Beer, bread, yoghurt. Fermented products are familiar to everyone. But fermentation can be used for a much wider range of products than just these old favourites. Looking to replace animal-derived products with plant-based ones? Fermentation is a natural way to improve the proteins for application of plant-based alternative products. 

When you are making plant-based products, it isn’t quite as straightforward as replacing the proteins with ones derived from plants. Plant-based proteins often have an unpleasant taste, and their solubility can vary depending on the source. Fermentation offers a solution, allowing you to change the characteristics of proteins ingredients. There is a huge range of microorganisms that can be used for such purposes. But not all microorganisms are suited for this. So, the first step is to find the right one for your needs by screening for the specific characteristics that your product needs. 

Another application of fermentation that I use as Product Manager for Protein Technology at NIZO, is to remove the unpleasant taste of proteins derived from plant-based sources such as pea proteins. Pea proteins often have a beany taste due to amongst others hexanal. Certain microorganisms can break down hexanal, and therefore reduce or even remove the beany taste. The same process can be used to reduce other off-flavours. 

Besides removing unwanted flavours, fermentation can also be used to create the flavours you do want. Imagine, for example, recreating the taste of dairy products in plant-based alternatives.  

It can also improve the texture of products through exopolysaccharide (EPS) production or hydrolytic breakdown of proteins. This approach can, for example, be used to improve the texture and  mouthfeel of plant-based cream cheese. 

Finally, fermentation can be used to increase food safety by preventing the growth of unwanted bacteria. This happens through, among other things, the acidification of the product during fermentation. This is the fermentation that has been known and used since olden times. However, fermentation can also be used to produce antimicrobial components such as bacteriocins. In this way, outgrowth of unwanted (pathogenic) microorganisms can be inhibited.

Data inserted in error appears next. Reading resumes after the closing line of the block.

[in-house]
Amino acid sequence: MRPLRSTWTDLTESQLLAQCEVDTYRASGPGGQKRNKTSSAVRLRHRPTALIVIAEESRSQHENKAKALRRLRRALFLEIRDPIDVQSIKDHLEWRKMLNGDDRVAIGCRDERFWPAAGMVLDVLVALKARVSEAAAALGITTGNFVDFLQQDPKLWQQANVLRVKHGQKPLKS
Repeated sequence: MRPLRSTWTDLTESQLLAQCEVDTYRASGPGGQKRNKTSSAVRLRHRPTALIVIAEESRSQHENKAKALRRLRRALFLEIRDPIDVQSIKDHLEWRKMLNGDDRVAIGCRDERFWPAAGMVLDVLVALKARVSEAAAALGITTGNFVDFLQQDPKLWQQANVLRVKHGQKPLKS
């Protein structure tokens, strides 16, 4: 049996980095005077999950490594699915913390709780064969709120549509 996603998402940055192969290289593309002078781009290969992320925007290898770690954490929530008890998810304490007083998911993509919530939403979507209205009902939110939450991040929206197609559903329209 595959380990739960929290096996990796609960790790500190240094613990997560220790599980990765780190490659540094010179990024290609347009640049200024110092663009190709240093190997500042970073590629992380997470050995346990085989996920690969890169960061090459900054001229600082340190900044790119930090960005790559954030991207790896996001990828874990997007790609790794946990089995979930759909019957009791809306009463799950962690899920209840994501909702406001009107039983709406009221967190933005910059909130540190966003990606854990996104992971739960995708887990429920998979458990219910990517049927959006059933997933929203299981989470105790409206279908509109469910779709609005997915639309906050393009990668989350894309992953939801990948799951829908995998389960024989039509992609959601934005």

These application examples are just some of the ways that fermentation can be used to create and improve plant-based ingredients and products through natural means. If you would like to know more, you can watch my coming webcast on December 3, 3.00-3.30PM CET, where I dive deeper into topics such as unwanted tastes and  improving textures through fermentation. 

A healthy diet is essential for preventing infection and keeping the immune system working properly. But what is a healthy diet? Clearly, if we know which nutrients and food ingredients are healthy, we can ensure we consume enough of them.

For some dietary interventions and single nutrients, solid evidence from clinical research has been used to inform the public and provide dietary advice. A well-known example is the use of folic acid before and during the first weeks of pregnancy to prevent neural tube defects in new-borns.

Indeed, all nutrition and health claims used in the marketing of food products must be backed up by scientific evidence. For example, if a food manufacturer has an ingredient that looks like it might boost immunity in cultured cells, they must also prove it does the same in humans.

However, food clinical trials are costly and time-consuming, especially if you’re looking for robust results. Being able to test an ingredient’s effect on health in relatively small groups and over short time periods therefore saves manufacturers both time and money.

Human challenge models as an alternative to food clinical trials

To address this need, we have designed several proof-of-concept clinical trials. Traditionally, food clinical trials test the effects of a product on the long-term health status of a large group of healthy subjects. However, NIZO’s “human challenge models” rely on a more sensitive marker of health, namely stress resilience.

So how does it work? In these models, healthy volunteers are challenged by exposing them to a moderate external “stressor”. The stressors given to volunteers include mild gut or respiratory infections to test whether a certain ingredient enhances resistance to infection, for example.

Starting a few weeks preceding the infection, half of them are given the product of interest while the other half receive placebo. Researchers compare their clinical and physiological responses to see how each group responds to the challenge.

Such a model has been used to demonstrate in healthy adults that an ingredient added to infant formula can increase resistance to infection with bacteria that cause diarrhoea. The results of this study were published in The Journal of Nutrition in 2016.

Our clients are always pleasantly surprised to discover that a sufficient number of people are willing to volunteer for these challenge experiments. The controlled settings offer several key advantages, including fewer subjects and shorter timelines. Crucially, these studies also meet the regulatory requirements for substantiating health benefits for the gut and immune system.

Integrating multiple areas of expertise